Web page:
The United States lacks a clear policy on the future of its nuclear weapons forces, complicating an effort to develop a new generation of bombs, a group of highly influential scientists said Tuesday.
At the same time, they said, bottlenecks have developed in the weapons production system, particularly at a Texas assembly plant, that could undermine efforts to produce large numbers of new bombs or even maintain the existing stockpile.
The Energy Department is designing the first new hydrogen bomb in two decades, known as the reliable replacement warhead. But continuing the effort "would present significant challenges," according to the report, which was sponsored by the American Assn. for the Advancement of Science.
The carefully worded report provides a less than rousing endorsement for building the new bomb, said Philip Coyle, a panel member who is senior advisor to the Center for Defense Information and a former deputy director of Lawrence Livermore National Laboratory.
C. Bruce Tarter, chairman of the panel and former director of Livermore, said a "lot of work needs to be done before we can introduce something new" to the nuclear stockpile. The panel includes some of the nation's top nuclear weapons and national security experts.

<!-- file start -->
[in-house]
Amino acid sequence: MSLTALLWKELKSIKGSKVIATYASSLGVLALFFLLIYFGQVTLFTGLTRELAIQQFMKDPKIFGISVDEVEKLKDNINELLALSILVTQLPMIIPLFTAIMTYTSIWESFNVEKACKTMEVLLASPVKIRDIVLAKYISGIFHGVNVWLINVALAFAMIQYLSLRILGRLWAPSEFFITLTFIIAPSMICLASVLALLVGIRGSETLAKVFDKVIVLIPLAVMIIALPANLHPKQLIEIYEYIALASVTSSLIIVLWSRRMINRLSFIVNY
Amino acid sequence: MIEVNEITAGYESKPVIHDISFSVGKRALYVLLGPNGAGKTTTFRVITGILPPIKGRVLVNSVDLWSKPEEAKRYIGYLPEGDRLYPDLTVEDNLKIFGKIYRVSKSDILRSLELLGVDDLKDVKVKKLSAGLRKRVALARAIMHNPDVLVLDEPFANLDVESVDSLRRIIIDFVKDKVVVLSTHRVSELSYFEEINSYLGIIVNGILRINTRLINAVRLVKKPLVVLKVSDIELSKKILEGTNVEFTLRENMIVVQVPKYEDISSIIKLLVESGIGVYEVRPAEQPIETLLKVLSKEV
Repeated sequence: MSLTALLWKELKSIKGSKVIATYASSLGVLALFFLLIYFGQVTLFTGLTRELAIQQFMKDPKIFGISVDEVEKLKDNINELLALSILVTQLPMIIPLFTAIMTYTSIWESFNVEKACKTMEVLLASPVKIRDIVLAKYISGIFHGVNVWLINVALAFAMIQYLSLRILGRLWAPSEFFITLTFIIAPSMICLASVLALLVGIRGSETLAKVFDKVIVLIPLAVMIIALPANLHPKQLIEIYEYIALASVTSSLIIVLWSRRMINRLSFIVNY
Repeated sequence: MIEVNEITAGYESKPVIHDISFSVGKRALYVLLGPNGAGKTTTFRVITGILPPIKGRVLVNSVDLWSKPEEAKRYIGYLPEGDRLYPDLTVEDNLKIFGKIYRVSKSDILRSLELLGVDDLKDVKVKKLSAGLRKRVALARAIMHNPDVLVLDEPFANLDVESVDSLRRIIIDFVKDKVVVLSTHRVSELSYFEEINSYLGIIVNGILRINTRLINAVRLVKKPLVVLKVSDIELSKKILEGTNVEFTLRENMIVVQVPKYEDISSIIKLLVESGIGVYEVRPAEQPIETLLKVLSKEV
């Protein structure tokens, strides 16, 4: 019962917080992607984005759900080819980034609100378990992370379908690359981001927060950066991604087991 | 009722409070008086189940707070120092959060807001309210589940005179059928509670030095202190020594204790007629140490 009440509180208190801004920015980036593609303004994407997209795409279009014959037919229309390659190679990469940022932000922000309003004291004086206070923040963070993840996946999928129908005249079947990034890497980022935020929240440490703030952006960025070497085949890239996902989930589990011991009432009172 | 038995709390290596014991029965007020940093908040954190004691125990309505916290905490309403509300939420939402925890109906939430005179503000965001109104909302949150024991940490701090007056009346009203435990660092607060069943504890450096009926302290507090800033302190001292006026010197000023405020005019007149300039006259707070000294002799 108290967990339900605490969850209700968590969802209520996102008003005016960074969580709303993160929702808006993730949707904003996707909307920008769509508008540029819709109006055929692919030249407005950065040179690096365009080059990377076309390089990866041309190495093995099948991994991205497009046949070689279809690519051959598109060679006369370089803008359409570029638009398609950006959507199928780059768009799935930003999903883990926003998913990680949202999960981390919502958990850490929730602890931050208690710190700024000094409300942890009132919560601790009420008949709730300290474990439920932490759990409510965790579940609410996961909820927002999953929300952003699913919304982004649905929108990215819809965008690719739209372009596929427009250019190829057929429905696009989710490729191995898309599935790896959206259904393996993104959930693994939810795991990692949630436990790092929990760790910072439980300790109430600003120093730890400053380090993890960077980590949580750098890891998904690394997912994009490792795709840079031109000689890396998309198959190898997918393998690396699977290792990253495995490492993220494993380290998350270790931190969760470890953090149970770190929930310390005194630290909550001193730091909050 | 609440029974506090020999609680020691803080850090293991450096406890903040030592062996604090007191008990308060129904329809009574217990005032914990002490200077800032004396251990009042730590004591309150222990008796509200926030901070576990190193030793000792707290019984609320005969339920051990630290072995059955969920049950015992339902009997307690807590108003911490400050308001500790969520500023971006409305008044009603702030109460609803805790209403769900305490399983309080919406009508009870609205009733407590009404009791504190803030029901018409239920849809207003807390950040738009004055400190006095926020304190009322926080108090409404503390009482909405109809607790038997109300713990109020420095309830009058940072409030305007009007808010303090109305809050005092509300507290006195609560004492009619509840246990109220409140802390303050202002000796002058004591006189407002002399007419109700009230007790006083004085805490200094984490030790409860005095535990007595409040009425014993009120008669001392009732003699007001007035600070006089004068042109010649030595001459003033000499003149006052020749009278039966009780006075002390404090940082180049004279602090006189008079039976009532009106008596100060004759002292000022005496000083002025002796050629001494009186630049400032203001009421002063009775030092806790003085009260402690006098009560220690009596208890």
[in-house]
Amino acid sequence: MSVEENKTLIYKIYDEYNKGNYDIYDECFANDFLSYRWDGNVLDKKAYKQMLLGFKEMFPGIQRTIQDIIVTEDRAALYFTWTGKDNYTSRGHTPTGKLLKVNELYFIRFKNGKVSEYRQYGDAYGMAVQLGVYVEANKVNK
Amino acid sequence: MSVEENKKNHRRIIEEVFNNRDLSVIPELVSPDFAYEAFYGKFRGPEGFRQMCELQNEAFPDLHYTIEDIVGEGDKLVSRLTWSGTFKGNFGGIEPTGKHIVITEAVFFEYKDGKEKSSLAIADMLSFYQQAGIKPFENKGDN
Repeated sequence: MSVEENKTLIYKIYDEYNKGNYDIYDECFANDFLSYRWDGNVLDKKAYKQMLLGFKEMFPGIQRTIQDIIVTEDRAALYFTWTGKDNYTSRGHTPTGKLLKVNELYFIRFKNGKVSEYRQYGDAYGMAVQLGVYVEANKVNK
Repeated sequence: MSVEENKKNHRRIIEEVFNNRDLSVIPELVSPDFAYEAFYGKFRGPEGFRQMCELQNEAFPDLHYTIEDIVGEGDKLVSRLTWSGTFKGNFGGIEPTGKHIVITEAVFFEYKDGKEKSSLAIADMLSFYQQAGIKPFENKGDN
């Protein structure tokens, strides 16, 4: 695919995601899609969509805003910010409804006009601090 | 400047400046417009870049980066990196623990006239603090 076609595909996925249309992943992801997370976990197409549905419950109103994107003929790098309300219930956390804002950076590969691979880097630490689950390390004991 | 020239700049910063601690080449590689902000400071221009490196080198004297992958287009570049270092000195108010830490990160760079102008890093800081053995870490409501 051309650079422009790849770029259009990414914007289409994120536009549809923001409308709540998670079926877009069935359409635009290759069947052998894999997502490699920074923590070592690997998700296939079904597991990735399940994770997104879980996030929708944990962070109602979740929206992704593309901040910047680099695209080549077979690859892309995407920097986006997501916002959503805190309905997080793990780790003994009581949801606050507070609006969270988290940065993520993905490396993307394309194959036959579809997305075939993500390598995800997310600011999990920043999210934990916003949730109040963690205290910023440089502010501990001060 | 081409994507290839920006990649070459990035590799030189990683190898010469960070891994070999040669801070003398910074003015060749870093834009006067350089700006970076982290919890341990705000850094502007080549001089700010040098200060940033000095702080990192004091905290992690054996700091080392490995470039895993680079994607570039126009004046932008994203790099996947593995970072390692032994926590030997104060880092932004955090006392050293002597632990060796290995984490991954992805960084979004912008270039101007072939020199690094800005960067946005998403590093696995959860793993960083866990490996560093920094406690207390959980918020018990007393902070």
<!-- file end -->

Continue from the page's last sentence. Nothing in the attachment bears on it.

The report warns that weapons labs need more intensive technical reviews of the bomb's predicted reliability, though on balance it said the bomb could be produced and certified without an actual test. Another significant warning in the report involves the decayed condition of the Energy Department's nuclear weapons production plants, particularly the Pantex plant in Texas.
"The biggest problem for the program as it exists today is Pantex," Tarter said. The sprawling plant near Amarillo dismantles retired weapons, services existing weapons and conducts testing to ensure the bombs are reliable. Guards at the high-security facility are currently on strike.
The Energy Department has a plan, called "Complex 2030," to modernize the entire nuclear weapons infrastructure, allowing the production of 125 new bombs per year.
"They don't have anything like a good estimate on the cost of '2030,' " Tarter said. "It is bound to cost a bunch of money."
Until the national security establishment can provide a sound rationale for the new bomb, credible estimates of the cost and the strong backing of the military, the program could end up lacking the political support it will need, the report suggests.